NEW rules for hotels in the UK suggest a much less hands-on experience for guests after lockdown with reduced services and facilities.
UKHospitality, a trade association that represents the interests of the UK’s hospitality sector, has issued a range of proposals for when Britain’s restaurants, pubs, theme parks and hotels reopen.
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The new proposals all but remove any contact between guests and staff, to reduce coronavirus risks.
The trade body issued the 75-document proposal to the government, as much of the hospitality industry hopes to reopen by July.
One proposal suggests room service be left at the door, instead of set up in bedrooms, with a disinfected table or luggage rack as a last resort.
Lifts will be used minimally, key cards are to be deposited for disinfection and hotel staff are to drop handshakes altogether.
While gyms and spas may be able to resume, capacity is expected to be limited, while swimming pools and spa access may need to be booked in advance.
There will also be less equipment in the gyms, with some gyms elsewhere in the world opting for privacy screens to separate people exercising.
Guests will also be asked to change in their hotel rooms and not the changing rooms to reduce crowding.
Experts have previously warned that the buffet will be the first to go, due to the high risk of contamination, but even condiments and cutlery will be strictly cleaned and limited, most likely wrapped in individual packaging.
Like a large menu? Restaurants may reduce food options to keep contact low in kitchens, with just a few dishes available.
Queueing at the hotel bar may also be over for now, with table service expected to be offered instead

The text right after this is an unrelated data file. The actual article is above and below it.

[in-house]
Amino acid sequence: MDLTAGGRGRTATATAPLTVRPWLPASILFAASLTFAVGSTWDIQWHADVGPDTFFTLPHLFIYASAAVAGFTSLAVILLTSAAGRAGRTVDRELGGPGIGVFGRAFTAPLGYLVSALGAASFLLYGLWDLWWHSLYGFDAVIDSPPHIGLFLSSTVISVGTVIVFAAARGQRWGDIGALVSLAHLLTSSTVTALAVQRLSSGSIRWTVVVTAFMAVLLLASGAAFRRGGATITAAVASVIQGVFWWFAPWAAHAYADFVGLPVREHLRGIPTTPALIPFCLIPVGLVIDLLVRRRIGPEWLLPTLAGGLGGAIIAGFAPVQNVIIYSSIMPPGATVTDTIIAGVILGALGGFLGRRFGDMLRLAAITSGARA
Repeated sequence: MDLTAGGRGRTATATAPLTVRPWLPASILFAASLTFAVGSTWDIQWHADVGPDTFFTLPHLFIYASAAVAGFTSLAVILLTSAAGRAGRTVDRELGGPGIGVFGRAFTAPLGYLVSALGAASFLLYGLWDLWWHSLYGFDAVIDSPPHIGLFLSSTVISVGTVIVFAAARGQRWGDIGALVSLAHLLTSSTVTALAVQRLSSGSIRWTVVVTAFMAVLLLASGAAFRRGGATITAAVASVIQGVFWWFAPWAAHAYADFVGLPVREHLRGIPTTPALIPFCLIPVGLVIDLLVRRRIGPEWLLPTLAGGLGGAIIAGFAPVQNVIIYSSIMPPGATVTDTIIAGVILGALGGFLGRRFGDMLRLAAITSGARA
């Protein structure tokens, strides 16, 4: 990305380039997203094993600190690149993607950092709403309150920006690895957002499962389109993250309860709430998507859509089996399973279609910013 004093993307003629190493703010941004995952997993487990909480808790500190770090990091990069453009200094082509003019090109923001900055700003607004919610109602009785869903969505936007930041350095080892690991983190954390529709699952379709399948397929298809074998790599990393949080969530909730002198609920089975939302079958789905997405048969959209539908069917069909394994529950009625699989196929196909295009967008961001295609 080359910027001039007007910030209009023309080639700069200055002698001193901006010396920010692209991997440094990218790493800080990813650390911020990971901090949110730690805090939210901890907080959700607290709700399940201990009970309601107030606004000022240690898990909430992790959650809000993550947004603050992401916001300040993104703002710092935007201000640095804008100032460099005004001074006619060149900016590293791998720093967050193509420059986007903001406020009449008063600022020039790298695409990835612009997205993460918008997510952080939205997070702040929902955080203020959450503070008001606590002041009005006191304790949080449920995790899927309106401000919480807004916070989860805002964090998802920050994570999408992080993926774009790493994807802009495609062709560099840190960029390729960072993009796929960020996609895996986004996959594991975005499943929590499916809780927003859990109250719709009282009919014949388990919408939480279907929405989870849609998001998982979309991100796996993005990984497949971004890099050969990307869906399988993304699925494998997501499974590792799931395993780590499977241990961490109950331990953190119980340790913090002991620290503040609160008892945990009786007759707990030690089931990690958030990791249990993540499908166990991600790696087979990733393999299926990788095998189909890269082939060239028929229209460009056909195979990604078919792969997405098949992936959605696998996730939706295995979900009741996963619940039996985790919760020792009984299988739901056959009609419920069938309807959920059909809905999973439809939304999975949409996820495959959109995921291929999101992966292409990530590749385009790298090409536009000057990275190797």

The latest guidelines are just some of the ways that the hospitality industry is looking at being able to safely restart by July.
However, they are not mandatory, and are currently only recommendations.
Resorts around the world are thinking of other measures to be introduced, such as robot staff, mandatory face masks and the removal of items such as poolside towels, bedroom rugs and even pictures.
Disinfectant mats may be employed in hotels in Spain, as well as social distancing floor markings, according to Hosbec, the hotel association for the Costa Blanca and Valencia.
Some hotels have removed additional bedding and even room service to reduce infection.
Rudy Tauscher, general manager of the Four Seasons in New York told NBC: “We removed minibars, excess hangers, excess linens, we took extra pillows out, so there are four per room, instead of six.”
Technology is also expected to be much more prevalent at hotels, such as online check-ins and app-based key cards.
TUI are expecting to stop buffets, contact sports and indoor activities when guests eventually return to hotels and resorts.
Egypt hotels may enforce coronavirus tests before being allowed to stay at a hotel.
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